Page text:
Please go vote for my Sloppy Joes. You can apparently vote multiple times. Voting ends Saturday.
Do you use paper plates or styrofoam? What do you eat on at picnics and parties?
Joe and I use our real dishes 99% of the time, even for entertaining. We figure that it's cheaper and better for the environment to wash dishes than to buy and trash disposable stuff. Ã‚
Sometimes, though, it's not practical to bring our real dishes along. We haven't found a good picnic or beach solution, and we're looking for one. We like to picnic, soÃ‚ when I was given the opportunity to review VerTerra
plates and bowls, I jumped at the chance.Ã‚
All VerTerra products are made of 2 ingredients. Two. Fallen leaves and water; that's it! According to Michael Dwork
, founder and CEO of VerTerra
The leaves are collected from plantations by the owners, traditionally the leaves were burned on the road side. Instead of burning them we thought it better to utilize them so we got permission to pick them up from the plantation owners andÃ‚ started truck (or cart) routes. We bring the fallen leaves to our factory where they are sprayed with high pressure water, steamed and UV sterilized. They then go through a 16 step proprietary process which solely involves steam, heat, cooling and time. They are then put through presses where we press multiple types of leaves and dry them to form the material which is then finally formed into the VerTerra suite of products.Ã‚
Once the products are formed they are UV treated a second time to dry and sterilize them. At no point are any chemicals, liquors, glues, bonding agents, or the like used. As I like to say, the only chemicals we buy are soap for the restroom and and detergents for cleaning the floor. (Interview quoted from Tree Hugger)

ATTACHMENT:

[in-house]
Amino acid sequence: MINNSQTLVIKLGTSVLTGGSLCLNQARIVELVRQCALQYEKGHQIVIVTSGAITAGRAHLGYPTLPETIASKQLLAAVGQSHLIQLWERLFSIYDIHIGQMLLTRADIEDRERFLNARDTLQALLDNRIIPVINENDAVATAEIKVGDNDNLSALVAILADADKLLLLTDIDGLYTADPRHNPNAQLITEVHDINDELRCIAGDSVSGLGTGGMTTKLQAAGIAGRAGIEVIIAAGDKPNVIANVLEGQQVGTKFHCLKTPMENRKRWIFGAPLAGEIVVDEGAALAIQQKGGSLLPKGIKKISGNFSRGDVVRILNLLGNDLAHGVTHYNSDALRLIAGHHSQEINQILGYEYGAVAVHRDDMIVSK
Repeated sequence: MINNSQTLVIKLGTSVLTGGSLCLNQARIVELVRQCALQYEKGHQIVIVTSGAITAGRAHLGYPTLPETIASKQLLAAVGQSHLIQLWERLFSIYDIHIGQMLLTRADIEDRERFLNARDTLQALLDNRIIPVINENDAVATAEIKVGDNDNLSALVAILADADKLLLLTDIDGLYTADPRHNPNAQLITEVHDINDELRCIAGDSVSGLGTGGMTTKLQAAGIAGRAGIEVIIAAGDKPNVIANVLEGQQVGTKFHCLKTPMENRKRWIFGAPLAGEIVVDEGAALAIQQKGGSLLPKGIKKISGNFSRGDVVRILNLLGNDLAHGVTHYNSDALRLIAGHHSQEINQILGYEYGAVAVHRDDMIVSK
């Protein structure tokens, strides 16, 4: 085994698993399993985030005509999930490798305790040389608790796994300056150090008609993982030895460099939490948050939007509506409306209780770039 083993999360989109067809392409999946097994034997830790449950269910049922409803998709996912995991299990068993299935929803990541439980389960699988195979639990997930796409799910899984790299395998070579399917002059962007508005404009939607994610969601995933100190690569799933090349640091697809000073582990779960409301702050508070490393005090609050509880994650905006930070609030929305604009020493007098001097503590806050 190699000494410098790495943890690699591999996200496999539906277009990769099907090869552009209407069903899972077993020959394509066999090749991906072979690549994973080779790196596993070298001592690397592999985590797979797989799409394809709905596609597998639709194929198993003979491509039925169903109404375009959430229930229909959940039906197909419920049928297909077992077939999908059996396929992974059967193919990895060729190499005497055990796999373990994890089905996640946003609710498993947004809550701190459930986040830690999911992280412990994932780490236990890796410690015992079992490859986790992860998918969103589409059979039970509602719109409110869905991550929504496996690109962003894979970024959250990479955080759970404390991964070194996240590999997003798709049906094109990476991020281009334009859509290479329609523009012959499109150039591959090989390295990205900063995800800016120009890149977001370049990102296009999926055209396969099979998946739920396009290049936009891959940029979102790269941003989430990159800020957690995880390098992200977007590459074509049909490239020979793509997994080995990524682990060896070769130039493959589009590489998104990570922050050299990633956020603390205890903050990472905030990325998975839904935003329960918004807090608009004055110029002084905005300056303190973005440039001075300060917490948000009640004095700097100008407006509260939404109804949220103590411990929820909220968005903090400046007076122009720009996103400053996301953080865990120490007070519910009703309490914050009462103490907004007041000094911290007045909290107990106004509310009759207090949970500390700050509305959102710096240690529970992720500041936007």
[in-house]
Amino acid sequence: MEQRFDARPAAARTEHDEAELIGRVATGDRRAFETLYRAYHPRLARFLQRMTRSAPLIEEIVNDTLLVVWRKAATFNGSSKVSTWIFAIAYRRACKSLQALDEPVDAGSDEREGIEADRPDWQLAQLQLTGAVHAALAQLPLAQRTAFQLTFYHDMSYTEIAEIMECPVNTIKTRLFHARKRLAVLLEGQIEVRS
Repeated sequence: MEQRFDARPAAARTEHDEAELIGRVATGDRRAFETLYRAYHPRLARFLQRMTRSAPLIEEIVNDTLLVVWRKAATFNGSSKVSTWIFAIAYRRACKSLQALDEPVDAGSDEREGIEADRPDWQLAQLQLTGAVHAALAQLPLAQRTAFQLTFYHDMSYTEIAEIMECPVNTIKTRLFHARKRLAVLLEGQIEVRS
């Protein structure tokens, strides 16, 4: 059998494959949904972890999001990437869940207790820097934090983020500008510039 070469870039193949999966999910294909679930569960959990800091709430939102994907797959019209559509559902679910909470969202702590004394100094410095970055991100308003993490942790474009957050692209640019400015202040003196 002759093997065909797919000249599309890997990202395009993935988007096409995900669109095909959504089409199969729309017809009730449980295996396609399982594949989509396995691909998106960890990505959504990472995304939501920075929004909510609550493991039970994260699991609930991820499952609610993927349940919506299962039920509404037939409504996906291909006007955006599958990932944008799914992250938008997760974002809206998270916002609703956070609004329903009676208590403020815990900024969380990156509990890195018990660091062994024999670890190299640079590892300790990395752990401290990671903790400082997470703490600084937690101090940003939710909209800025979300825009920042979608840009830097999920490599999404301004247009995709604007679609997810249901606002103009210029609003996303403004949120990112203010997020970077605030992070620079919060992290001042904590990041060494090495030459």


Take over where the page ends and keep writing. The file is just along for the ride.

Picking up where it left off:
Seriously, how impressive is that?
I learned from the VerTerra
website that these pieces are safe for the oven, the microwave, the fridge, and the freezer. They're completely washable and reusable. (Use some common sense – hand wash only!) Plus, at just about a dollar a piece, they are cheap enough that you won't have to feel guilty tossing them on the compost pile in the backyard when you're through.
Hey, enough from the company, what did Feels like home think?
My mom and sister, veritableÃ‚ connoisseursÃ‚ of disposable dinnerware, were most impressed. They servedÃ‚
a saucy BBQ chicken, buttered rice, and corn on the VerTerra
, and the sauce neither soaked through nor stained (although the website says that beets or tomato products can
stain, so be warned). Ã‚ The plates are strong and don't buckle, even when my sister held hers in her lap in front of the computer.
As I expected, the slightly greasy BBQ sauce and the butter left greasy residue on the plates. A quick dip in soapy dishwater – not a soak, they're made of leaves and water, remember? – took the grease off and left the plates clean and ready for our next meal.
The only concern I had was that some of the plates are thin. Worrisomely thin. When I washed the thinnest one, it felt awfully flimsy. You know what, though? Once it dried, it was sturdy again, just like when it was new. I can see that we'll be able to use these plates again and again before throwing them in our backyard compost pile.
These are some neat plates. Environmentally responsible, inexpensive, reusable, and chemical free? Awesome, but those aren't what I like best about them.Ã‚
What's that, you ask? I think they look really cool. One of mine, in fact, looks like a tree with its light and dark brown stripes. Check them out for yourself!
© 2008 – 2018, Tara Ziegmont. All rights reserved.